Flipping the Skymaster over, we have a mineral glass keeping watch over what is perhaps the single biggest value proposition in this watch, the ETA 2894-2, a modular execution of the venerable 2892, a caliber lauded for its higher level of refinement and slimmer build compared to the 2824 you probably know. Even with the chronograph module on top and of course a rotor, the 2894 still only comes in at 6.1mm compared to a svelte 3.6mm for the basic 2892. Still, compared to the portly Valjoux 7750 at 7.9mm, the 2894 is a slimmer, less expensive option that seems to do the job as well as can be expected in this price range.
In terms of spec, the 2894 mirrors with the 2892, beating at 28,800 vph or 4 Hz, featuring hacking and hand-winding, and a 38-hour power reserve, certainly not bad for the money. The sample I reviewed also kept time at a more than adequate +6 sec/day average when worn. It is important to accompany any mention of a modular movement with the realities regarding servicing. Quite simply, many watchmakers will not service modules should the need arise, instead simply opting to replace the module itself or in some cases the entire movement, a potentially expensive fix that potential buyers should be aware of. But again, at this price, you probably haven’t thought that far ahead.
Taken together, this Maen Skymaster is another strong effort from one of the more charming microbrands in recent memory, both in terms of visual design and also the inclusion of the 2894 caliber. And, scanning the Internet and the microbrand landscape, there simply aren’t a lot of options in this price range for an automatic chronograph at all, and even fewer that exemplify a nod to a design era without dipping a toe too deeply into homage territory.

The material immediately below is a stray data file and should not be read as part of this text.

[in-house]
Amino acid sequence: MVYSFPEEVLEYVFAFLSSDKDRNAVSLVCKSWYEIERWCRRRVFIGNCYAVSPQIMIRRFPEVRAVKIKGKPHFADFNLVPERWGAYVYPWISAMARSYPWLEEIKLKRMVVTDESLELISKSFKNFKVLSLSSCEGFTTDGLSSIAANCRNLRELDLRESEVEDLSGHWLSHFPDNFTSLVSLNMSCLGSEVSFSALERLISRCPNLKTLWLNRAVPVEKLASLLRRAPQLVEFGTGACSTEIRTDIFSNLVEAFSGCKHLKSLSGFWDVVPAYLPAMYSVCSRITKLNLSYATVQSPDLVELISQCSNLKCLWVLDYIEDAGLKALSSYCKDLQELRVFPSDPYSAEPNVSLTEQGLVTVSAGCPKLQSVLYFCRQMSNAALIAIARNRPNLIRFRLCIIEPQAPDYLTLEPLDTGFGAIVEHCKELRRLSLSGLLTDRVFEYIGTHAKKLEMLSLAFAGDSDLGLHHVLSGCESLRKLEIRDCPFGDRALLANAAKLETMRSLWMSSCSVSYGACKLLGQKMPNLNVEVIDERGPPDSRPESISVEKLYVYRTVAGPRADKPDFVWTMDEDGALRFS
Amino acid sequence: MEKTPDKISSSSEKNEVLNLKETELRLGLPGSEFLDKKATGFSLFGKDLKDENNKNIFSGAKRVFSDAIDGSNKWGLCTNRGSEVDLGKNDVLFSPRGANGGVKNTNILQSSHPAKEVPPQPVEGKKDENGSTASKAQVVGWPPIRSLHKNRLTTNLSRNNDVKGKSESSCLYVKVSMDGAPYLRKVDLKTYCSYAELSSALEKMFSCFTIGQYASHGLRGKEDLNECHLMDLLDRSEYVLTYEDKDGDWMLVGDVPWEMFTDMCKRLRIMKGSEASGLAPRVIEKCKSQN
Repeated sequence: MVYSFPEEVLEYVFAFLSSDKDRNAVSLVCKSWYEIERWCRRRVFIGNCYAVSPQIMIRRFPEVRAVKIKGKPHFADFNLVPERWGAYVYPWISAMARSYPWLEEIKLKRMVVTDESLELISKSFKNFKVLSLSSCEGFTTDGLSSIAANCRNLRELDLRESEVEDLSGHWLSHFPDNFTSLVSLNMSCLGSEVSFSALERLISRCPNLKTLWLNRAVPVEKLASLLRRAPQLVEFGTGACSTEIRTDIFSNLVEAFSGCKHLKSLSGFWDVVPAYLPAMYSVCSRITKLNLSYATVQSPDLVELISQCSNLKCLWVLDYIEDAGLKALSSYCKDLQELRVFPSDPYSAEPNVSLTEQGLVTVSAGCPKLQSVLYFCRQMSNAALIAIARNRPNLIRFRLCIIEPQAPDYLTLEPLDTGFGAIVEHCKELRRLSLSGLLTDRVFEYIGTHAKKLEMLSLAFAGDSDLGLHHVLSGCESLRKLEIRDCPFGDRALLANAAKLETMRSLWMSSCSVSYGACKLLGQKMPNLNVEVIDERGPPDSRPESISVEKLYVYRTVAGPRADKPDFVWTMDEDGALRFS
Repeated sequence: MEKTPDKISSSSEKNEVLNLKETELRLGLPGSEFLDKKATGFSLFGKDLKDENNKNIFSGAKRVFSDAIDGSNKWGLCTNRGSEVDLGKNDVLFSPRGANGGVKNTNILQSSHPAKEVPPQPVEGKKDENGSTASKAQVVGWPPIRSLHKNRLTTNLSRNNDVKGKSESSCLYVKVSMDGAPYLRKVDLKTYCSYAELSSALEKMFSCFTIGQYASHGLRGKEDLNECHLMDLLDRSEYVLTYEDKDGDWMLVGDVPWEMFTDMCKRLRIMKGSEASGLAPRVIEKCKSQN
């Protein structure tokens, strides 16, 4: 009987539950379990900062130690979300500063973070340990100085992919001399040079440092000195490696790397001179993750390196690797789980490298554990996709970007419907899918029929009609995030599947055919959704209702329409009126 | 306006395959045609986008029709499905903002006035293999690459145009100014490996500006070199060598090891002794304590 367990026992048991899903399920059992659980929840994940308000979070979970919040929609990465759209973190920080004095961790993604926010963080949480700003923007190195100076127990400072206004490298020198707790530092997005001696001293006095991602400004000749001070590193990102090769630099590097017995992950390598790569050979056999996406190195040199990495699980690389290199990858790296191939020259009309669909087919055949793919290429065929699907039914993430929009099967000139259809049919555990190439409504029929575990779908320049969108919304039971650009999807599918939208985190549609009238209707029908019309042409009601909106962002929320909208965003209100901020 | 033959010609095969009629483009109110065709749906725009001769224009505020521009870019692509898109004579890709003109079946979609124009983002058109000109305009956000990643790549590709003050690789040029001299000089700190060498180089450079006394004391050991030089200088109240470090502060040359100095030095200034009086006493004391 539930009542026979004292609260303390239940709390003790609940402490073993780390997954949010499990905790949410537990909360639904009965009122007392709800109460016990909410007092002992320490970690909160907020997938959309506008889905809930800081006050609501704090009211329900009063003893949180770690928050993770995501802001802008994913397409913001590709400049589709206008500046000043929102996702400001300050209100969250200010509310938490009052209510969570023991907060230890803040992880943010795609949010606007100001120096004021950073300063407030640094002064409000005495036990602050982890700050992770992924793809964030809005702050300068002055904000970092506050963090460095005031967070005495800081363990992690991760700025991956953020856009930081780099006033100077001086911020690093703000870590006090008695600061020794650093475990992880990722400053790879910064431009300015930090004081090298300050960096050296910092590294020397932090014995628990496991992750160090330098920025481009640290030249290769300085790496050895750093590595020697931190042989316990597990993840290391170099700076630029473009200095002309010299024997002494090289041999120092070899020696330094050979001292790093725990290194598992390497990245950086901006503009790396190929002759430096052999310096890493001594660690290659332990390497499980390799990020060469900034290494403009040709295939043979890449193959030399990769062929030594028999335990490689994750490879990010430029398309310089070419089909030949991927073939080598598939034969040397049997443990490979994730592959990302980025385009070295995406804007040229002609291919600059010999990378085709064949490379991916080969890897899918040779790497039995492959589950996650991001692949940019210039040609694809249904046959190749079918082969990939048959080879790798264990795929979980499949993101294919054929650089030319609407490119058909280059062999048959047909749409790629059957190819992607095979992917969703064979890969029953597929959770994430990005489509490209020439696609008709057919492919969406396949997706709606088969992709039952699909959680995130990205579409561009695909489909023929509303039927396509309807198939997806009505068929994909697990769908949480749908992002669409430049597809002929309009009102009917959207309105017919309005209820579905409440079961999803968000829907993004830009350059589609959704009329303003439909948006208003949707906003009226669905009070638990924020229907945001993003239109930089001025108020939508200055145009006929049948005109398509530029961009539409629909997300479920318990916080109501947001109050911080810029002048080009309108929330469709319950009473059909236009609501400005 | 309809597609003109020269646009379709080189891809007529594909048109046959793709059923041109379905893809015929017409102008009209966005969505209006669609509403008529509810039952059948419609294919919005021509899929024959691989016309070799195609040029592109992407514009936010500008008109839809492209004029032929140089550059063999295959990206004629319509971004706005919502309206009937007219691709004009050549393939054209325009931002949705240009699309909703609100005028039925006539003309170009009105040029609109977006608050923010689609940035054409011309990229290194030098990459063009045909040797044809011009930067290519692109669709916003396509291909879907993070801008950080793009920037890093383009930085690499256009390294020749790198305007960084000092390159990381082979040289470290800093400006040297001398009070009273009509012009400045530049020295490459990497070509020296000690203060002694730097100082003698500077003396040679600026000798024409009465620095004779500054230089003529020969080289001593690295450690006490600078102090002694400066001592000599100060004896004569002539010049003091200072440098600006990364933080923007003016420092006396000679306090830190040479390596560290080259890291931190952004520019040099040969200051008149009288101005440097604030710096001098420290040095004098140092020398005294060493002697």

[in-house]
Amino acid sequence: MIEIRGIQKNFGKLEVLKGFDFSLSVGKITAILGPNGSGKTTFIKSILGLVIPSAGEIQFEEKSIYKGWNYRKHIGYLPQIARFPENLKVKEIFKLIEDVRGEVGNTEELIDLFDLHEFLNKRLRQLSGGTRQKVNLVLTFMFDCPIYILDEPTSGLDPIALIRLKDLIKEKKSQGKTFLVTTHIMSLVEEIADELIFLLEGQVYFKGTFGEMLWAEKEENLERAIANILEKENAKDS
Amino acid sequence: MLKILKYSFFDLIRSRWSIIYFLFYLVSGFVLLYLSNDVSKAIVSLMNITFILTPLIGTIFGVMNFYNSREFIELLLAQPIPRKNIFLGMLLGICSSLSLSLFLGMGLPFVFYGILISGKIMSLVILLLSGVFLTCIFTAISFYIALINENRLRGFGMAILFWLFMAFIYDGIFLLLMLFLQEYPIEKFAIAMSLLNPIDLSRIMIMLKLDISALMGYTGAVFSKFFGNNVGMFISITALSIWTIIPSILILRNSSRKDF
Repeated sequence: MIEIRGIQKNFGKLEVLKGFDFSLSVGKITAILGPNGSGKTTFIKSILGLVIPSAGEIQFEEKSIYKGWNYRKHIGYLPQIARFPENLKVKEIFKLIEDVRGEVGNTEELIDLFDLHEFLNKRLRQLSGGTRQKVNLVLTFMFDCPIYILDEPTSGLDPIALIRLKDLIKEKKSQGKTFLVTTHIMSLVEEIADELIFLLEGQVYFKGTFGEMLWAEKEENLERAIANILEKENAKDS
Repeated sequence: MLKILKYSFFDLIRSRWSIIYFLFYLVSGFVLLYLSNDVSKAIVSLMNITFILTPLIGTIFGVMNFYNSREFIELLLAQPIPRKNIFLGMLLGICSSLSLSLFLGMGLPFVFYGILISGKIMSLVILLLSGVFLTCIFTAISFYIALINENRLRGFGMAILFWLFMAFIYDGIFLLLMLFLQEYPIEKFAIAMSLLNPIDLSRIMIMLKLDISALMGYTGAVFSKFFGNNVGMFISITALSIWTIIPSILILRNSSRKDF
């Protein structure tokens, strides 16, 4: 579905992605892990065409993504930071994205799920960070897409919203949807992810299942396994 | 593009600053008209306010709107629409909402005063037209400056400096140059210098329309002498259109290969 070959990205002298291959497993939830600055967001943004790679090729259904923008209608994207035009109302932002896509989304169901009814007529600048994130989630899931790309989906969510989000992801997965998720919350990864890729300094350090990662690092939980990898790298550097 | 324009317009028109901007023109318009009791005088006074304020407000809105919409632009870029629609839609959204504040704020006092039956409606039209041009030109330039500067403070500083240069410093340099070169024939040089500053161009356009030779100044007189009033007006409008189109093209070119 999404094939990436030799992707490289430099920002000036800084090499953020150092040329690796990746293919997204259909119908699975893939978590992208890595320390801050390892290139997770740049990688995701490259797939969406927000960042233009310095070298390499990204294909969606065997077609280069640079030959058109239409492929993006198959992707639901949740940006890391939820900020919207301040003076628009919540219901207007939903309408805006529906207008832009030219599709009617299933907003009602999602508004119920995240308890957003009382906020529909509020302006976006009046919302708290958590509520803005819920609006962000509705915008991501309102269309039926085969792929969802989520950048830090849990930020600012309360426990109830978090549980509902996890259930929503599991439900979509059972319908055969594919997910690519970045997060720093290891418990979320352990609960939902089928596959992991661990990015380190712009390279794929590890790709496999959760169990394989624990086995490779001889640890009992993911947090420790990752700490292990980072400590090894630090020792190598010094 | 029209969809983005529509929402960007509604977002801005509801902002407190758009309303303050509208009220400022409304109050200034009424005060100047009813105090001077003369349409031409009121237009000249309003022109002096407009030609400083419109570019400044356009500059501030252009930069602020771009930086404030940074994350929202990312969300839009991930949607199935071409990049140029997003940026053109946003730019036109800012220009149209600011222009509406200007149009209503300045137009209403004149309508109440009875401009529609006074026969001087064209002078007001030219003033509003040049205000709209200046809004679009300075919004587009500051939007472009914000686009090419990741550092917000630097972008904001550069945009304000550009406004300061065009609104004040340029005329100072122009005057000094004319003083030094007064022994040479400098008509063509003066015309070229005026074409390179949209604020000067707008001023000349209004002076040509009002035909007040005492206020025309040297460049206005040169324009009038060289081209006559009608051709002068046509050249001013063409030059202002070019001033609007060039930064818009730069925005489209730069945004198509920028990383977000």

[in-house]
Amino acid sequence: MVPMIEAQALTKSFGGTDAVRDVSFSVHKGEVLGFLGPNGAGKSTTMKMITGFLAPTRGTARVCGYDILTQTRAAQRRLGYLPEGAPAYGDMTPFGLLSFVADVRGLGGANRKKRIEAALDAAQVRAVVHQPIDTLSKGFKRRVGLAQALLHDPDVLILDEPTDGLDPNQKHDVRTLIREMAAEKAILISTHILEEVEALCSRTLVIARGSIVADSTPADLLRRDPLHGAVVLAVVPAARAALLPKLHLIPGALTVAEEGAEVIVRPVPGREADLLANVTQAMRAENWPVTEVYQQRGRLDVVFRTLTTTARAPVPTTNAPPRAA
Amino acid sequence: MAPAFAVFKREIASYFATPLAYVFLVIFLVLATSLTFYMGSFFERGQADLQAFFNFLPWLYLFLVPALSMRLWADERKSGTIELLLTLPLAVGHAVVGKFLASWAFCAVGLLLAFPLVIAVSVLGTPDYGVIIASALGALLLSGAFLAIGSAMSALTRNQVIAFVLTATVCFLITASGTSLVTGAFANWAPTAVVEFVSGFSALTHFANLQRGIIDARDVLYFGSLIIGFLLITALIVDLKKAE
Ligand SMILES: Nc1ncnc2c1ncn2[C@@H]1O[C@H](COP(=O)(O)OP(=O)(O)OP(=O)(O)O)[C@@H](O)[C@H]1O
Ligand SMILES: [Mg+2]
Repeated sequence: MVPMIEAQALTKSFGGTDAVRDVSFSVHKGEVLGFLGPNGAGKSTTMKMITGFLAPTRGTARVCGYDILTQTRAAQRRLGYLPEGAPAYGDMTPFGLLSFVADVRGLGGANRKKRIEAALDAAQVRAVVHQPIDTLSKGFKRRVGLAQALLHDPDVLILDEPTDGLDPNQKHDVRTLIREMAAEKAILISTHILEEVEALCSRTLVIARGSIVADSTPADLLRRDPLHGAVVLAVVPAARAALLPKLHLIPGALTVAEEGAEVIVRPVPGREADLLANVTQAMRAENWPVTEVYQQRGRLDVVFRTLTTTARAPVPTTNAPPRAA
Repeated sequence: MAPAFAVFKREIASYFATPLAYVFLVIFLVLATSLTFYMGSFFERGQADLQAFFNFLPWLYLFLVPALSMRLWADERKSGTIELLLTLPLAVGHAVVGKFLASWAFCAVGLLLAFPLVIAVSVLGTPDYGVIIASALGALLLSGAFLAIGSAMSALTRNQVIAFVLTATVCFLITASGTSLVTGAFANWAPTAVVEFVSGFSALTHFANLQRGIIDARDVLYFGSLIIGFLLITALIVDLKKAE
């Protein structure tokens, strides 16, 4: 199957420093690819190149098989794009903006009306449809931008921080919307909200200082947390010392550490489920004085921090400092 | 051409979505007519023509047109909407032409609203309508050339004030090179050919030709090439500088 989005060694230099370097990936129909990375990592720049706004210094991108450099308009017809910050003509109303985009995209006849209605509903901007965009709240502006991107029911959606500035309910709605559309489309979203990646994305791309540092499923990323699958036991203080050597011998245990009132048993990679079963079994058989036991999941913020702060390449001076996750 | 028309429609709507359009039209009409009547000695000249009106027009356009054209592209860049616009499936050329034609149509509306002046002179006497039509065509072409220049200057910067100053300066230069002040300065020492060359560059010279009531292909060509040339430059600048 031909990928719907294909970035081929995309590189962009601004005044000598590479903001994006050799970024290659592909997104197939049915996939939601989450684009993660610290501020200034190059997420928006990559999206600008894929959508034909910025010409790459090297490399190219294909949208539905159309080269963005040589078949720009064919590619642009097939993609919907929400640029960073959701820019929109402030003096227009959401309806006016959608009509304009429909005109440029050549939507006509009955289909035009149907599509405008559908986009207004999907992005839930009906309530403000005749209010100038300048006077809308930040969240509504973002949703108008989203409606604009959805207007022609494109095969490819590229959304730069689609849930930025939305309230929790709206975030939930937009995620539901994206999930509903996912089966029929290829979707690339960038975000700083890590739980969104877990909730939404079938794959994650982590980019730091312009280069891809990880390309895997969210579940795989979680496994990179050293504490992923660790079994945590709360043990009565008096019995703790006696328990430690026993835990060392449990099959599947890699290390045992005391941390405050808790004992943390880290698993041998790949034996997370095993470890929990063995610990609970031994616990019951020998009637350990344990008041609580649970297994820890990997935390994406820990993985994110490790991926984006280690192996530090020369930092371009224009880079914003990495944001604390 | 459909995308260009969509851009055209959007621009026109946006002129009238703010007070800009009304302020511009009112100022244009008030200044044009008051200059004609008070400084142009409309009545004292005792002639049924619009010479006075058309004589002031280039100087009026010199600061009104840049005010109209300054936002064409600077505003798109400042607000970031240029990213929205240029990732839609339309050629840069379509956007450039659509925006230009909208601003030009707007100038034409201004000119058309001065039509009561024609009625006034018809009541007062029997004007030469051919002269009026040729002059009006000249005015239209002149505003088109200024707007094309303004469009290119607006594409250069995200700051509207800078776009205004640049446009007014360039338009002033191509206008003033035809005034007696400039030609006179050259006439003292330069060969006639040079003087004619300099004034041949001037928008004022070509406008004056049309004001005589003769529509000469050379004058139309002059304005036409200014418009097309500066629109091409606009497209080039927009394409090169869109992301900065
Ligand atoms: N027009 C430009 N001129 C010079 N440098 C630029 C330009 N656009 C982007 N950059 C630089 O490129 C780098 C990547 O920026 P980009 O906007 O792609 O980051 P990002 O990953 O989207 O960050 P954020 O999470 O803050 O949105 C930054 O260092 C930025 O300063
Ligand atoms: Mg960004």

In terms of what you get for the money, I’m not sure you can do a lot better if you’re looking for a vintage-style chronograph with tastefully executed design elements and of a sort of travel or aviation-inspired style. Again, comparing this watch to Maen’s Hudson, the Skymaster does feel like a pretty significant jump in terms of execution and value that will likely present a Goldilocks-type impression for a lot of microbrand buyers out there. The Maen Skymaster 38 is available for preorder from MaenWatches.com for around $1200 (depending on exchange rate) as reviewed with the bracelet and sapphire crystal upgrade.
>Model: Skymaster 38
>Price: $1,200 as reviewed depending on exchange rate.
>Size: 38mm-wide x 12.9mm-thick x 47mm lug-to-lug.
>Would the reviewer personally wear it: Yes.
>Friend we’d recommend it to first: The fan of vintage Mid-Century aviation and design looking for a sporty chronograph without the need for a second mortgage.
>Worst characteristic of watch: The bracelet certainly gave me some trouble but was actually pretty nice, once sized. Perhaps, as I often tell my wife, I am simply too strong?